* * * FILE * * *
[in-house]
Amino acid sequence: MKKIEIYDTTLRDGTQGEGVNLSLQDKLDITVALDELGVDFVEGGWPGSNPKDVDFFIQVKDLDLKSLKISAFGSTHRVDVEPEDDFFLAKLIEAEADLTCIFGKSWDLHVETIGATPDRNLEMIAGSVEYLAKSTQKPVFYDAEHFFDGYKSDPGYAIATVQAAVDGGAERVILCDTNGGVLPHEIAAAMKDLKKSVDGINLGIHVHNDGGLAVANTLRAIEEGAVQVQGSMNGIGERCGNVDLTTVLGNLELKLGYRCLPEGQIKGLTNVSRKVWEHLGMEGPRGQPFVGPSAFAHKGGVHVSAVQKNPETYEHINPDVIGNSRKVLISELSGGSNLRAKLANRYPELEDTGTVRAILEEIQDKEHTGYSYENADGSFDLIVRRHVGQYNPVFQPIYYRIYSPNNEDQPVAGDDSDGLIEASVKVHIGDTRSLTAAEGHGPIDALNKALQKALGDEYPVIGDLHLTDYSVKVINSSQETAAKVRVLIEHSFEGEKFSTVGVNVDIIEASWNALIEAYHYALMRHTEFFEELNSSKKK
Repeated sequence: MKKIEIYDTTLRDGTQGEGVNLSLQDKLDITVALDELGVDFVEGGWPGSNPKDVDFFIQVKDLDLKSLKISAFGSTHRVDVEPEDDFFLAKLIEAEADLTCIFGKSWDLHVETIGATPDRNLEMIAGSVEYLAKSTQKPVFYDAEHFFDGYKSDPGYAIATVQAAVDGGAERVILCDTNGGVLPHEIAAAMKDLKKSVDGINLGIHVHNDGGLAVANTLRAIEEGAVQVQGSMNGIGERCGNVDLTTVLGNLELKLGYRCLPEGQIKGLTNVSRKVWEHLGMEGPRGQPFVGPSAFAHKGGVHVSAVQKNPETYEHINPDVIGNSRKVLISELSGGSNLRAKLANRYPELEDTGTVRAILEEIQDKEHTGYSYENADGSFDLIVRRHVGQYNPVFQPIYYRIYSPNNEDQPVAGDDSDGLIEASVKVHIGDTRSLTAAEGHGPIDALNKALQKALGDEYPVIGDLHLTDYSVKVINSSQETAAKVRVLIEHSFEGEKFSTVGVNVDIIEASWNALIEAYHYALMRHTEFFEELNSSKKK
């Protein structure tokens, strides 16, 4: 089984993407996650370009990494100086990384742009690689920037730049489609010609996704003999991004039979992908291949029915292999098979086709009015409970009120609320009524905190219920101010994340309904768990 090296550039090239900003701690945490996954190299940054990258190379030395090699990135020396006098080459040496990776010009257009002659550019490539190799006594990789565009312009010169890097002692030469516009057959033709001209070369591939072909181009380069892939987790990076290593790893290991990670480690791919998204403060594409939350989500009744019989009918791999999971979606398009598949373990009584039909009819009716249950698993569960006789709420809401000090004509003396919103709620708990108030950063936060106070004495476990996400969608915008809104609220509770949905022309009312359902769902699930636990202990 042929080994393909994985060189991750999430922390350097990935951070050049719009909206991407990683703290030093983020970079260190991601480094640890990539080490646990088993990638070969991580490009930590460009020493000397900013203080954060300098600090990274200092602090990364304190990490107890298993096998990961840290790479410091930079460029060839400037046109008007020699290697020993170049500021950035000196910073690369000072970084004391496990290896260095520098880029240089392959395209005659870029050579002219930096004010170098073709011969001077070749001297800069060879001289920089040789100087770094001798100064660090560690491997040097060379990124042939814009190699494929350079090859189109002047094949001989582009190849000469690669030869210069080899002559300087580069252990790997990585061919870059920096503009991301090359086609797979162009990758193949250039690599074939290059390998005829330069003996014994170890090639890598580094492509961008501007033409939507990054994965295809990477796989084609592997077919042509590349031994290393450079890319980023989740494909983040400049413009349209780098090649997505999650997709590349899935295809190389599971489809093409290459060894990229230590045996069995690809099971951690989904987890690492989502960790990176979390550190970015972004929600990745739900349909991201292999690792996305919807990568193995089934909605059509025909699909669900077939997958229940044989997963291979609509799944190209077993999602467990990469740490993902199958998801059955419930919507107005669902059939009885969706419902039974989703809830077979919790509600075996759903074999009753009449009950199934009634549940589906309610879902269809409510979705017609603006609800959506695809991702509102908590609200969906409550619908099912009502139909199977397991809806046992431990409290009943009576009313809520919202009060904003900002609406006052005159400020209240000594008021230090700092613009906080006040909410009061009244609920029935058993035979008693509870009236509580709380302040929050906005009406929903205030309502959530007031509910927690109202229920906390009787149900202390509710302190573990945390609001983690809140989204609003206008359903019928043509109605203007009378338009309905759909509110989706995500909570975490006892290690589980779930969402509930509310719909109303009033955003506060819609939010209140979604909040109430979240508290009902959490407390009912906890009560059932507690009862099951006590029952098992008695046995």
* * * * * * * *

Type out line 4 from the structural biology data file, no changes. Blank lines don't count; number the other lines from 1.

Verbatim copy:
């Protein structure tokens, strides 16, 4: 089984993407996650370009990494100086990384742009690689920037730049489609010609996704003999991004039979992908291949029915292999098979086709009015409970009120609320009524905190219920101010994340309904768990 090296550039090239900003701690945490996954190299940054990258190379030395090699990135020396006098080459040496990776010009257009002659550019490539190799006594990789565009312009010169890097002692030469516009057959033709001209070369591939072909181009380069892939987790990076290593790893290991990670480690791919998204403060594409939350989500009744019989009918791999999971979606398009598949373990009584039909009819009716249950698993569960006789709420809401000090004509003396919103709620708990108030950063936060106070004495476990996400969608915008809104609220509770949905022309009312359902769902699930636990202990 042929080994393909994985060189991750999430922390350097990935951070050049719009909206991407990683703290030093983020970079260190991601480094640890990539080490646990088993990638070969991580490009930590460009020493000397900013203080954060300098600090990274200092602090990364304190990490107890298993096998990961840290790479410091930079460029060839400037046109008007020699290697020993170049500021950035000196910073690369000072970084004391496990290896260095520098880029240089392959395209005659870029050579002219930096004010170098073709011969001077070749001297800069060879001289920089040789100087770094001798100064660090560690491997040097060379990124042939814009190699494929350079090859189109002047094949001989582009190849000469690669030869210069080899002559300087580069252990790997990585061919870059920096503009991301090359086609797979162009990758193949250039690599074939290059390998005829330069003996014994170890090639890598580094492509961008501007033409939507990054994965295809990477796989084609592997077919042509590349031994290393450079890319980023989740494909983040400049413009349209780098090649997505999650997709590349899935295809190389599971489809093409290459060894990229230590045996069995690809099971951690989904987890690492989502960790990176979390550190970015972004929600990745739900349909991201292999690792996305919807990568193995089934909605059509025909699909669900077939997958229940044989997963291979609509799944190209077993999602467990990469740490993902199958998801059955419930919507107005669902059939009885969706419902039974989703809830077979919790509600075996759903074999009753009449009950199934009634549940589906309610879902269809409510979705017609603006609800959506695809991702509102908590609200969906409550619908099912009502139909199977397991809806046992431990409290009943009576009313809520919202009060904003900002609406006052005159400020209240000594008021230090700092613009906080006040909410009061009244609920029935058993035979008693509870009236509580709380302040929050906005009406929903205030309502959530007031509910927690109202229920906390009787149900202390509710302190573990945390609001983690809140989204609003206008359903019928043509109605203007009378338009309905759909509110989706995500909570975490006892290690589980779930969402509930509310719909109303009033955003506060819609939010209140979604909040109430979240508290009902959490407390009912906890009560059932507690009862099951006590029952098992008695046995």